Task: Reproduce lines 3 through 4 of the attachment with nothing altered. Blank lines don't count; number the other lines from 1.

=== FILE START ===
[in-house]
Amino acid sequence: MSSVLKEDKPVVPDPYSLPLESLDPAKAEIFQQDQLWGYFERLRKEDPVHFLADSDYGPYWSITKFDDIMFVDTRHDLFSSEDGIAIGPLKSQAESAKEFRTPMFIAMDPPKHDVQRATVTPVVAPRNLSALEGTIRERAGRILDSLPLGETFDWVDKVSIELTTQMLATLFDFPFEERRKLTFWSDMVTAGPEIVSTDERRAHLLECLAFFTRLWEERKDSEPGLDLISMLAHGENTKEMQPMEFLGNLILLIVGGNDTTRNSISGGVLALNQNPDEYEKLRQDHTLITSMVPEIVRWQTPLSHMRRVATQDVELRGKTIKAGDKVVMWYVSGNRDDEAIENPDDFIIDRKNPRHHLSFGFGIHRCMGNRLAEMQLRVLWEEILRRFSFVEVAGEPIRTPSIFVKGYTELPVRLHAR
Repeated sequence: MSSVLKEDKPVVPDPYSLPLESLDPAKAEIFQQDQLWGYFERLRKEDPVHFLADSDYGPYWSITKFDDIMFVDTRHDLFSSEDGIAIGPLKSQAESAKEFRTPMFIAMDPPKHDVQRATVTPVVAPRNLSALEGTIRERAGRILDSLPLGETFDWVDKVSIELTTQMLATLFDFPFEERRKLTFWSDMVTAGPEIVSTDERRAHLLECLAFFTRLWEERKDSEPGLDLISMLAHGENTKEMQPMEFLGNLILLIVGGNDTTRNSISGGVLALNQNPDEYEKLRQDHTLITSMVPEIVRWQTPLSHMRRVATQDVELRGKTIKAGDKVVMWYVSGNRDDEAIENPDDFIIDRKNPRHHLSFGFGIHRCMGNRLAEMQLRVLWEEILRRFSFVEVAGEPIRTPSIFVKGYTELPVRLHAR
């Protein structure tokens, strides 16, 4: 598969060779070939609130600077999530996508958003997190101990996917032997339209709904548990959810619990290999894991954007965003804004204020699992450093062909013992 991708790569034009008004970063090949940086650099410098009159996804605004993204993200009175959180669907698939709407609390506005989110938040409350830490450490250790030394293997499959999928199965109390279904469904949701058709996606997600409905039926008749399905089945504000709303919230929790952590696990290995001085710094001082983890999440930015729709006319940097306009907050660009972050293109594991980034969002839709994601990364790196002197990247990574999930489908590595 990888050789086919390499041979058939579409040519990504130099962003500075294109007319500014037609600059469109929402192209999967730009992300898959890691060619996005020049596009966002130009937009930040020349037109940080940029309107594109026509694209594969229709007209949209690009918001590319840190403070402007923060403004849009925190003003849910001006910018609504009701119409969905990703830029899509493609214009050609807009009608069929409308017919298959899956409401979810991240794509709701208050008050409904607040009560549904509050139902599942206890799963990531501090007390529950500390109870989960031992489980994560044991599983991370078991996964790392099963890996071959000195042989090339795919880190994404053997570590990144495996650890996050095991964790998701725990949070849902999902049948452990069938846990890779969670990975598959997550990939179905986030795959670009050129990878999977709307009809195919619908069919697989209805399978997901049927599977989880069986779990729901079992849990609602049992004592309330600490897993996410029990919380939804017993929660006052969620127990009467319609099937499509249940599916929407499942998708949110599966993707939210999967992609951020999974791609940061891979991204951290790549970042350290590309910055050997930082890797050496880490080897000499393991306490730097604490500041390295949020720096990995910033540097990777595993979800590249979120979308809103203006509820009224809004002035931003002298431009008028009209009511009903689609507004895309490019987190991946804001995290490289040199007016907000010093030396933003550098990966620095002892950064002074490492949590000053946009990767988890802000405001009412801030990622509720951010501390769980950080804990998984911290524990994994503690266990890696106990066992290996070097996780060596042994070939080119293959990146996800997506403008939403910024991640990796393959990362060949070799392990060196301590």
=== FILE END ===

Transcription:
Repeated sequence: MSSVLKEDKPVVPDPYSLPLESLDPAKAEIFQQDQLWGYFERLRKEDPVHFLADSDYGPYWSITKFDDIMFVDTRHDLFSSEDGIAIGPLKSQAESAKEFRTPMFIAMDPPKHDVQRATVTPVVAPRNLSALEGTIRERAGRILDSLPLGETFDWVDKVSIELTTQMLATLFDFPFEERRKLTFWSDMVTAGPEIVSTDERRAHLLECLAFFTRLWEERKDSEPGLDLISMLAHGENTKEMQPMEFLGNLILLIVGGNDTTRNSISGGVLALNQNPDEYEKLRQDHTLITSMVPEIVRWQTPLSHMRRVATQDVELRGKTIKAGDKVVMWYVSGNRDDEAIENPDDFIIDRKNPRHHLSFGFGIHRCMGNRLAEMQLRVLWEEILRRFSFVEVAGEPIRTPSIFVKGYTELPVRLHAR
């Protein structure tokens, strides 16, 4: 598969060779070939609130600077999530996508958003997190101990996917032997339209709904548990959810619990290999894991954007965003804004204020699992450093062909013992 991708790569034009008004970063090949940086650099410098009159996804605004993204993200009175959180669907698939709407609390506005989110938040409350830490450490250790030394293997499959999928199965109390279904469904949701058709996606997600409905039926008749399905089945504000709303919230929790952590696990290995001085710094001082983890999440930015729709006319940097306009907050660009972050293109594991980034969002839709994601990364790196002197990247990574999930489908590595 990888050789086919390499041979058939579409040519990504130099962003500075294109007319500014037609600059469109929402192209999967730009992300898959890691060619996005020049596009966002130009937009930040020349037109940080940029309107594109026509694209594969229709007209949209690009918001590319840190403070402007923060403004849009925190003003849910001006910018609504009701119409969905990703830029899509493609214009050609807009009608069929409308017919298959899956409401979810991240794509709701208050008050409904607040009560549904509050139902599942206890799963990531501090007390529950500390109870989960031992489980994560044991599983991370078991996964790392099963890996071959000195042989090339795919880190994404053997570590990144495996650890996050095991964790998701725990949070849902999902049948452990069938846990890779969670990975598959997550990939179905986030795959670009050129990878999977709307009809195919619908069919697989209805399978997901049927599977989880069986779990729901079992849990609602049992004592309330600490897993996410029990919380939804017993929660006052969620127990009467319609099937499509249940599916929407499942998708949110599966993707939210999967992609951020999974791609940061891979991204951290790549970042350290590309910055050997930082890797050496880490080897000499393991306490730097604490500041390295949020720096990995910033540097990777595993979800590249979120979308809103203006509820009224809004002035931003002298431009008028009209009511009903689609507004895309490019987190991946804001995290490289040199007016907000010093030396933003550098990966620095002892950064002074490492949590000053946009990767988890802000405001009412801030990622509720951010501390769980950080804990998984911290524990994994503690266990890696106990066992290996070097996780060596042994070939080119293959990146996800997506403008939403910024991640990796393959990362060949070799392990060196301590």